[8:17] A new perspective: Just because I can live without something, doesn’t mean I have to, or that I should. Routines support me in being my best self.
[10:38] What feels easy, without fading into complacency?
[11:20] We think of becoming ourselves, but what if we are unbecoming? Remove layers of “not self” to step into our core identity.
[12:40] Question back to Griffin:
What are your anchor points to maintain a sense of self?
[15:40] Quote reference: The novice will add something to make something more functional; the master will remove the dysfunctional thing. You don’t have to always add something to make it better; you can remove what is making it “bad” in the first place.
[19:25] Meditation is experience without thought. Can you base your day on the information that it’s giving you, without attaching a story to it? Can you honour your physicality?
Suggestions for tapping into that: breathing, body scan meditation, moving with mindfulness.
[21:41] Find a routine that feels simple, instead of following a formula that someone else has laid out. What feels good for you? Create a positive foundation that makes your morning feel good.
[22:14] Question from Savannah to Griffin:
How do you differentiate what feels good for our growth, and what feels comfortable or indulgent, leading to complacency?
On the opposite side, how do we differentiate leaning into a challenge because it facilitates growth in uncomfortable ways, or something that feels hard because we are forcing something out of alignment?
[26:58] When you take time to become an expert, then you have an experiential reference point to add that specific skill at a high level to your broader foundation.
[28:24] Have the courage to step away from what we are identifying strongly with and trust our foundation will remain when we come back to it.
[29:55] Coming back to understanding the difference between what feels “good” as indulgence/comfort vs alignment; and an appropriate challenge vs unnecessary forcefulness.
[30:32] Savannah plays Devil’s Advocate:
As a listener, drinking a glass of wine after work feels good. Therefore I should do it, if I follow what feels good, right? It’s hard to wake up early for a morning routine, so should I not do it because it’s hard?
Can you articulate a subtle difference between the two?
[33:50] More clout needs to be given to intuition. Can you hear your intuition if you are indulging in self destructive behaviors as a form of escapism? Give yourself the time to try things. Get more sleep, go outside, get away from your computer.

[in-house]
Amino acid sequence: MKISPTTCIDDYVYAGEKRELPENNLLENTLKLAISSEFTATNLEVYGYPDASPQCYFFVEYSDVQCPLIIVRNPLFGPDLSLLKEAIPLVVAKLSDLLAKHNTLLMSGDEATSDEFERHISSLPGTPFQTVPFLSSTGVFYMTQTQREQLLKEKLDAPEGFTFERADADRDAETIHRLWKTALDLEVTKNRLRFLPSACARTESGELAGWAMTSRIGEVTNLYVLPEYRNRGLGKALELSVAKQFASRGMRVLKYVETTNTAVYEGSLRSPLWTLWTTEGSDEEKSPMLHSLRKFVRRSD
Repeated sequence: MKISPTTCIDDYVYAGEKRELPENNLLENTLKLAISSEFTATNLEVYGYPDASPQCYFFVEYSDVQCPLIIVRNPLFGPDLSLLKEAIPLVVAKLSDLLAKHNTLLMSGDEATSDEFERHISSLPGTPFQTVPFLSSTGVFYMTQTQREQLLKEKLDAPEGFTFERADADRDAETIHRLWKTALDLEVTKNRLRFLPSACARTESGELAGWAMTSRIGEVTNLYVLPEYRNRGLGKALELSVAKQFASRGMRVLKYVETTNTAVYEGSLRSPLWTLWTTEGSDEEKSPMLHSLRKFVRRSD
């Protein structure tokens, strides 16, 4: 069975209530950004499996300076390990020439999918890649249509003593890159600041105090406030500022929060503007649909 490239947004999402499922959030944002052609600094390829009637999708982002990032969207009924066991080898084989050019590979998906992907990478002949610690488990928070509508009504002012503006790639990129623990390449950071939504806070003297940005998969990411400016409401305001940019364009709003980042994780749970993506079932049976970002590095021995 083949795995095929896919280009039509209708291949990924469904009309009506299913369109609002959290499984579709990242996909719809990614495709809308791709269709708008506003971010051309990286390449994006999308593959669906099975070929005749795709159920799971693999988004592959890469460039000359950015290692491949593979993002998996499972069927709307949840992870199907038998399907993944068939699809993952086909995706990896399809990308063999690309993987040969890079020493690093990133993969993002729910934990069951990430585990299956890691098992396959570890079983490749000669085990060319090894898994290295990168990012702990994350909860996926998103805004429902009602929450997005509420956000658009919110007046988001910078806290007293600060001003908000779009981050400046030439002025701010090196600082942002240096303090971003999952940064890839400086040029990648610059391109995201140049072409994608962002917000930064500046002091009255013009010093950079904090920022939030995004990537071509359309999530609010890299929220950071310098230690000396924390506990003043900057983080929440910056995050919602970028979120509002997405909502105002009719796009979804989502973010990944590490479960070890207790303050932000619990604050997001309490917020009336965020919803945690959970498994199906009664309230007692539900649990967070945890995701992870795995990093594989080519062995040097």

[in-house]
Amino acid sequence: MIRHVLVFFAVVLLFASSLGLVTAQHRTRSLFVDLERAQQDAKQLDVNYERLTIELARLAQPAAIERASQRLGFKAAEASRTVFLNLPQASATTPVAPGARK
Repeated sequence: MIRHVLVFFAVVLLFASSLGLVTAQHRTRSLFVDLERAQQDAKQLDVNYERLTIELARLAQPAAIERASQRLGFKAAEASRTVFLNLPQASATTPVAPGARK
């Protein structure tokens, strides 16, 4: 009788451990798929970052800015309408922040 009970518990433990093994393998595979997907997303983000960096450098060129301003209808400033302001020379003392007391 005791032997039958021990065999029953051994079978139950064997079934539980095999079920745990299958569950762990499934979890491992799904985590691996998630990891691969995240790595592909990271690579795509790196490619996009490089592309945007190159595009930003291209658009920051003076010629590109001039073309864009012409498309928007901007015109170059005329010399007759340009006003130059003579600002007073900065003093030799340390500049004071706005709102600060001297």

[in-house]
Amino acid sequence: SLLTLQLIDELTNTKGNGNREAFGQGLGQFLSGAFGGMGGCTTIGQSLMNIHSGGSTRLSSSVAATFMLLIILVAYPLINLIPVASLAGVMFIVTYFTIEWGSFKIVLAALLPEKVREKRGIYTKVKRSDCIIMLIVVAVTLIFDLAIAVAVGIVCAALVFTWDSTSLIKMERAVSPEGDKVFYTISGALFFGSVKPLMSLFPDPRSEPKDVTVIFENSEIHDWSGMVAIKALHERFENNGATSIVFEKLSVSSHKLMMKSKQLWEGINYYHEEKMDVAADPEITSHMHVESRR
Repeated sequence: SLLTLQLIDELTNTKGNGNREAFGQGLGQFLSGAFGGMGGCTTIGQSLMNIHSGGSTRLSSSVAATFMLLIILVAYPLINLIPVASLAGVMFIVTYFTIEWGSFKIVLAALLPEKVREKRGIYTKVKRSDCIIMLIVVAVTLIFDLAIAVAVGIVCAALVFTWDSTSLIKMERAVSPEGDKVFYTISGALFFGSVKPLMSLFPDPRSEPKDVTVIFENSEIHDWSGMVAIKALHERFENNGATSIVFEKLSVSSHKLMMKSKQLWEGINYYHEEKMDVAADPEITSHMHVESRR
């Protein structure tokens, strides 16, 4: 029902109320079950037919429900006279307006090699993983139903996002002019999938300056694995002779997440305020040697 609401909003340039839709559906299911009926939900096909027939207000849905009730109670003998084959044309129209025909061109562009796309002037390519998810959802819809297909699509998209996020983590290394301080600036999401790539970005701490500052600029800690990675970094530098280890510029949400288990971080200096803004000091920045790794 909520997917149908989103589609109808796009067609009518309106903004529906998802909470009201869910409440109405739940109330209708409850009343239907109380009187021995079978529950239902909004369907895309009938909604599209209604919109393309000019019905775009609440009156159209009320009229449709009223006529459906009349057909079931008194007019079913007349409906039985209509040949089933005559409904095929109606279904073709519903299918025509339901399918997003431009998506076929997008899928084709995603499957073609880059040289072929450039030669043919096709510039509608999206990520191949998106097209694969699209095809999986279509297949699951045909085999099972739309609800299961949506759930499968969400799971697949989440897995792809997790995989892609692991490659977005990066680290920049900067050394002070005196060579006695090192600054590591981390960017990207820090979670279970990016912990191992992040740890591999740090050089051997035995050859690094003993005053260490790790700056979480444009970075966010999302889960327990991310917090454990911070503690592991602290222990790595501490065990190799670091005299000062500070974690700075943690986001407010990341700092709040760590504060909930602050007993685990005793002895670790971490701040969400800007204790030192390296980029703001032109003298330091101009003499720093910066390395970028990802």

[37:00] Reflect question back to Savannah: You’ve been experimenting with misalignment and letting go of things. How do you determine what feels good or not?
[45:25] Book reference from Griffin: Whatever You Think, Think the Opposite. It is a case for being totally unconventional.
[50:33] The themes we have been talking about: De-conditioning. Peeling back layers to reach an understanding of energy. Find your body and quiet the mind to lean into somatic experiences that guide you into what is good for you.
[50:58] Confidence is a muscle that needs to be consistently trained.
As a coach: do you want to offer a textbook version of yourself, or an experience where you create a safe space for your clients to show up and be vulnerable, honest, and authentic with you?
[52:36] If you have a grounded anchor of self, you can show up in a different way for your client and have an ability to take them places – helping them to feel into vulnerability and uncover different layers of self.
[52:59] In the beginning of your personal development journey, you’re trying to become someone. You’re striving. At a certain point, you fall into a natural way of being, and this is where authenticity comes in. You stop trying and show up in this quiet confident sense of self. You are who you are.
[53:43] Future episode notes: explore crossing the line between trying to be a competent, “this or that,” vs. knowing you are now “that.” Instead, you focus on showing up with authenticity.
[54:30] Note for audience: Both of us are coaches, and by revealing our insights with personal experiences, we can show you with examples that doing the work is never done. As coaches, we coach ourselves, have coaches, and have peers to continue our development. Whoever your role models are in the world, everyone is constantly growing and falling and tripping and hurting and healing. This is a little bit of insight into our process.
Savannah Wishart is: always identifying as a multi-dimensional human being. As a CFL1 trainer, Unbeatable Mind coach, and sensual embodiment coach for men, she supports people to tap into their maximum human potential and consciously curate the life of their dreams. As a writer, photographer, and model, she specializes in fine art nude landscapes and applies nudity as a transformative tool for healing the nervous system. Advocate for normalizing nakedness.
You can currently find her learning to surf & skimboard in Ericeira, Portugal.